The war in Gaza overshadowed what should have been the recent headline-making arrival of Jewish-American Olympic gold medalist Ben Wildman-Tobriner to the Jewish state, as Taglit-Birthright Israel’s 200,000th participant.
The 24-year-old San Francisco native, who swam to glory at the Beijing Olympics, was tabbed to be the ultimate role model for the Birthright Israel program, which has successfully provided a face-to-face experience with Israel’s history and culture for young American Jews. However, coming face-to-face with Israeli society while dealing with the daily trials and tribulations of Operation Cast Lead provided the amiable athlete with an experience he’s unlikely to ever forget.
“You could say that this is an unexpected action-packed experience for me,” quipped Wildman-Tobriner in an exclusive interview with The Jewish Press. “Yes, there is an unavoidable fear factor of being in a country that’s in the midst of a war. The Israelis I’ve spoken with are more upset with the fact that they have to live through this situation every few years.”
Wildman-Tobriner admitted that having grown up in what he termed a religious Reform Jewish household in California, he was disconnected from the reality that exists in Israel.
His family has long established roots in Northern California, with Ben’s paternal grandfather, Matthew Tobriner, having served as a California Supreme Court justice for 20 years. “You have preconceived notions about Israel based on what we see on the news at home. We don’t see or understand anything else about Israel beyond those images,” he stated. “The Birthright Israel experience gives you the opportunity to sleep in the desert, climb Masada, float in the Dead Sea, and see parts of Israel that are unaffected by the conflict.”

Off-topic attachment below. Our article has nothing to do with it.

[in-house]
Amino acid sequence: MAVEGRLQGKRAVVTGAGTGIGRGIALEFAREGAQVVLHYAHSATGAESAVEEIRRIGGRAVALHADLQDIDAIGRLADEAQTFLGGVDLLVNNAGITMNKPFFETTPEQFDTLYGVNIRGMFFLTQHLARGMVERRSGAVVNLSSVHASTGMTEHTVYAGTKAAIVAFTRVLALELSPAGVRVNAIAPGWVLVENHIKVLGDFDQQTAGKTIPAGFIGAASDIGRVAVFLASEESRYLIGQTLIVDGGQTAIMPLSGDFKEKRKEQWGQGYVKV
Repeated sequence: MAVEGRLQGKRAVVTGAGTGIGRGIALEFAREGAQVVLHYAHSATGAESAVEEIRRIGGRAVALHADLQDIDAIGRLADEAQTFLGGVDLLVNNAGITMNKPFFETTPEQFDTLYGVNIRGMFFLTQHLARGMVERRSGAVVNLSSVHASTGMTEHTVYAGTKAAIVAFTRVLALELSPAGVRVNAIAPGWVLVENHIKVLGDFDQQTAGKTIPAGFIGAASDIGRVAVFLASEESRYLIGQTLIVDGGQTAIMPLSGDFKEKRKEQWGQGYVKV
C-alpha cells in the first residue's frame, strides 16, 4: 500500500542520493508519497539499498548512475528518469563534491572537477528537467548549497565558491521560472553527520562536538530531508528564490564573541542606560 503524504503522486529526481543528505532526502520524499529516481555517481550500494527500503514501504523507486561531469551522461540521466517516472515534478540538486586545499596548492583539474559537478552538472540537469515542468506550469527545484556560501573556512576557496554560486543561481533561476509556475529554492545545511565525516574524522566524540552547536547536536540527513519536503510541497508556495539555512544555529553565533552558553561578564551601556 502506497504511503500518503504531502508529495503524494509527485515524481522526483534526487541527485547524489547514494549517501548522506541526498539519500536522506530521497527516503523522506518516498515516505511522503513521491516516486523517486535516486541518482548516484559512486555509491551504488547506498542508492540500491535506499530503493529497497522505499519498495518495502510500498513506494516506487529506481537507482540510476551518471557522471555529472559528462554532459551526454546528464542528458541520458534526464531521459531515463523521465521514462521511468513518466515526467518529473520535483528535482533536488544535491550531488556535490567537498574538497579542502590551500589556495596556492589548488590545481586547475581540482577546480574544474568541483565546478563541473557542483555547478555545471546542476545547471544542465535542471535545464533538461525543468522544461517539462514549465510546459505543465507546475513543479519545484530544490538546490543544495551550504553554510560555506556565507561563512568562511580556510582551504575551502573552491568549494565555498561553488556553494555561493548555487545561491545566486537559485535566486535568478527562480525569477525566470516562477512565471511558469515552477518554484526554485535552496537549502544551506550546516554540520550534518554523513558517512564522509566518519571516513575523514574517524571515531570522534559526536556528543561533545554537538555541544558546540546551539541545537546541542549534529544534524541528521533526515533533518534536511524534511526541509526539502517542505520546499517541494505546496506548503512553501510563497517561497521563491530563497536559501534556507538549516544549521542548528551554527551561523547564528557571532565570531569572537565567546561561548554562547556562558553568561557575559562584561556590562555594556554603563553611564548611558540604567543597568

Many non-religious and unaffiliated Taglit-Birthright Israel participants discover their religious Jewish roots during the course of the 10-day program. Wildman-Tobriner claimed that he feels “a lot more connected to the Jewish people” as a result of his trip to Israel. “I’ll admit that there was this huge disconnect between me and the State of Israel. Up until this trip, Israel was just a place on a map. And while Taglit-Birthright Israel stays away from creating a ‘religious experience,’ I definitely experienced a new- found appreciation for Judaism, the land of Israel and its people. I take back with me the names, faces and memories of my encounters with Israelis from all walks of life.”
The program also arranges encounters between young IDF soldiers and Birthright Israel participants. Wildman-Tobriner had the unique opportunity to provide therapeutic swimming tips to a group of injured IDF soldiers at a Tel Aviv swimming hall. “Bonding with the soldiers and exchanging stories has been an amazing experience for me,” he added.
While he doesn’t foresee making aliyah in the near future, Wildman-Tobriner wants to return to Israel with his family, which has yet to visit the Jewish state. Wildman-Tobriner was also non-committal about representing the U.S. in next summer’s Maccabiah Games in Israel or the 2012 Olympic Games in London. “Honestly, I don’t know what my plans are. I just started medical school at the University of California-San Francisco, which is a priority for me right now,” he said. “As for competitive swimming, I’m laying low and not competing for the moment. As we get closer to 2012 I will see how I feel, and if I can provide enough balance in my life to consider competing once more.”
Photo credit: Tal Rogovski
Steve K. Walz